My Lords, Her Majesty’s Government are not presently making representations to the Government of India on manual scavenging. The Department for International Development has been working to eradicate the abhorrent practice for many years. Advocacy organisations that have received DfID support have helped to strengthen the manual scavenging Act 2013, and DfID’s urban work is supporting sustainable, safe and clean cities for all. The UK is exploring the possibility of further work to eradicate manual scavenging.
I thank the Minister for his reply. The Government of India have indeed passed the manual scavenging Act 2013, but still 800,000 Dalits—the former “Untouchables”—are trapped in this degrading occupation and far too many deaths occur among them. Since January 2017, for example, there has been one death every five days among those cleaning out the public sewers by hand because of the toxic fumes. So will Her Majesty’s Government encourage the Indian Government, first, to implement the law that they have passed and, secondly, to devote some of the vast resources and technical ingenuity shown, for example, in the space programme to developing mechanised methods of cleaning out the public sewers?
The noble and right reverend Lord is absolutely right to raise the importance of this issue. It is inextricably linked to the caste system in India, and we have made consistent representations about the treatment of minorities. We believe that the manual scavenging Act, which provides for compensation, as well as education and retraining to help people into better jobs, is the right way forward and that it should be upheld. We will continue to work for that across all the areas in which we are involved in the Indian subcontinent.
My Lords, I am slightly disappointed by the Minister’s response because this is one area where we should be making strong representations and advocacy. We have the 2013 Act and the 2014 decision of the Supreme Court setting levels of compensation, yet every five days someone is killed in these terrible conditions. Surely that is a strong basis on which to make representations to the Indian authorities about this appalling situation.
I do not want to give the impression that we are passive on this. We recognise that it is outrageous that this practice still happens in a civilised country such as India. That is why we funded some of the advocacy groups that helped strengthen the manual scavenging Act. We now want to see it implemented. A range of programmes we are involved with in India covers areas such as providing better sanitation and better rights for women, children and minorities to get them the help they need—but responsibility for the implementation of that law must rest squarely with the Government of India.
My Lords, India is seventh in the world GDP ranking. It has the laws in place to tackle the loss of life in this most dehumanising of ways of making the most basic living we can imagine. In the Minister’s view, what is the reason for the lack of urgency by the Government of India in bringing an end to such a monstrous method of eking out a living?
It is inextricably linked to the caste system, as we have said. The economy of India is one of the fastest-growing in the world and, in all likelihood, will become the third-largest economy in some 10 years. It is still presently home to one-third of the world’s poor, and 600 million people do not have access to basic sanitation.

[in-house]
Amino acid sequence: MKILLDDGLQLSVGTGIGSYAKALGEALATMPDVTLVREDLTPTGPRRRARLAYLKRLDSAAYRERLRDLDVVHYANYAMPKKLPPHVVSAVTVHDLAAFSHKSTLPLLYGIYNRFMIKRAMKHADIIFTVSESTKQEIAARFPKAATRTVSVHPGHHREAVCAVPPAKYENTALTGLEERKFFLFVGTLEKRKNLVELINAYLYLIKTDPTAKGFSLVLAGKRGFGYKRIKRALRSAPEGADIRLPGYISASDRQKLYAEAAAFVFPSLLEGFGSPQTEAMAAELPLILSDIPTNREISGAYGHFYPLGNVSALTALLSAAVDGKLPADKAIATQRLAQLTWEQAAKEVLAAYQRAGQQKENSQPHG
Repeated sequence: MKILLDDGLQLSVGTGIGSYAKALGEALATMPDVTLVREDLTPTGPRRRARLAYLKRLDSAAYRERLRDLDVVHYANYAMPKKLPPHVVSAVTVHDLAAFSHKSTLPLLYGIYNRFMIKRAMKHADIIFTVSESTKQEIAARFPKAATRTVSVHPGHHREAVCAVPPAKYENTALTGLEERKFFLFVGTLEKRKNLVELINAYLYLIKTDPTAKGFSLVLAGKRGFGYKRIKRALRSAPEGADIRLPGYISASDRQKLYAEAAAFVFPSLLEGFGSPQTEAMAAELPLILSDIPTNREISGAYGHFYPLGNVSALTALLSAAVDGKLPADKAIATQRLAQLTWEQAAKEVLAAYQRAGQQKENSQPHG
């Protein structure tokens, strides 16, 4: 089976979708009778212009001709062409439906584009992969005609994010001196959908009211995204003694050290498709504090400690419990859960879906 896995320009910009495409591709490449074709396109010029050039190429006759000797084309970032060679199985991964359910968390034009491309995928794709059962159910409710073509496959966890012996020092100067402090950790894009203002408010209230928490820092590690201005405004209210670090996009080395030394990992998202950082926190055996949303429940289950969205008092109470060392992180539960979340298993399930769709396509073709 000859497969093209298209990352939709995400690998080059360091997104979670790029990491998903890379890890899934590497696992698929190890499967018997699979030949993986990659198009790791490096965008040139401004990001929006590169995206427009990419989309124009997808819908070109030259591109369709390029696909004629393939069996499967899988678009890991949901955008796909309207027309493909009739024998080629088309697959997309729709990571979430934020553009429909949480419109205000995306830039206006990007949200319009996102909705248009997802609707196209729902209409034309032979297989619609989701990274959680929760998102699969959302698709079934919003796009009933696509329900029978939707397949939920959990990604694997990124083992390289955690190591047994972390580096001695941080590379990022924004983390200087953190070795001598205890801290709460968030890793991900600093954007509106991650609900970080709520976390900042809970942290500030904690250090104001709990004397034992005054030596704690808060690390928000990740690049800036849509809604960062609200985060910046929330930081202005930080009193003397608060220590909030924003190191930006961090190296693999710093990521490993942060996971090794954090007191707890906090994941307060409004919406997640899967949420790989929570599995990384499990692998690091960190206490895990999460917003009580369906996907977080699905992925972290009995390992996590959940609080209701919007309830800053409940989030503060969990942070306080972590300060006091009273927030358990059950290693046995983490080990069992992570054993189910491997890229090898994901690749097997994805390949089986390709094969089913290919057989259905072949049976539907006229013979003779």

My Lords, notwithstanding the 2013 legislation, the caste system and untouchability predate partition. Scavenging and degrading labour have persisted right across the Indian subcontinent, including in Pakistan. Is the Minister aware that, only last week, a 13 year-old was excluded from a classroom because he had touched the water supply in that classroom? He was beaten and his mother was told he had no place in that school because he was only fit for menial and degrading jobs. Is not this issue of untouchability also to be seen in the case of Asia Bibi, who has spent nine years in prison having touched the communal water supply in her village? She has been exonerated by the courts in Pakistan, yet is still held in custody and not allowed to leave that country. We have spent £2.8 billion over the past 20 years on overseas aid to Pakistan—that is £383,000 every single working day. What difference is that money making to the treatment of minorities and the abolition of things such as caste?
It is making a big difference. I am certainly aware of these cases, because the noble Lord has made me aware of them, and I am grateful to him for that. We are looking at them and following up. The reality is that both Pakistan and India are signatories to the Universal Declaration of Human Rights. That has some very specific language in Article 18, which talks about recognising that all people are equal and that discrimination is against the law. It is also against their constitutions. We need to work with the Governments of these countries to ensure that they uphold the very laws they have—and we will continue to do that.
My Lords, yesterday the House was reminded of the immense contribution from the Indian subcontinent in the war that ended 100 years ago on Sunday. Would it not be entirely appropriate to rescue these people who are mired in filth by taking a new initiative to mark the centenary of the end of the First World War?
It is an interesting point. I attended, perhaps with the noble Lord, a lecture here last week on that contribution. I think that something like 1.3 million people were involved and 74,000 lost their lives. We remain open to whether further work needs to be done. I would be very happy to engage in a dialogue with noble Lords who have an interest in this area to see what shape that could take.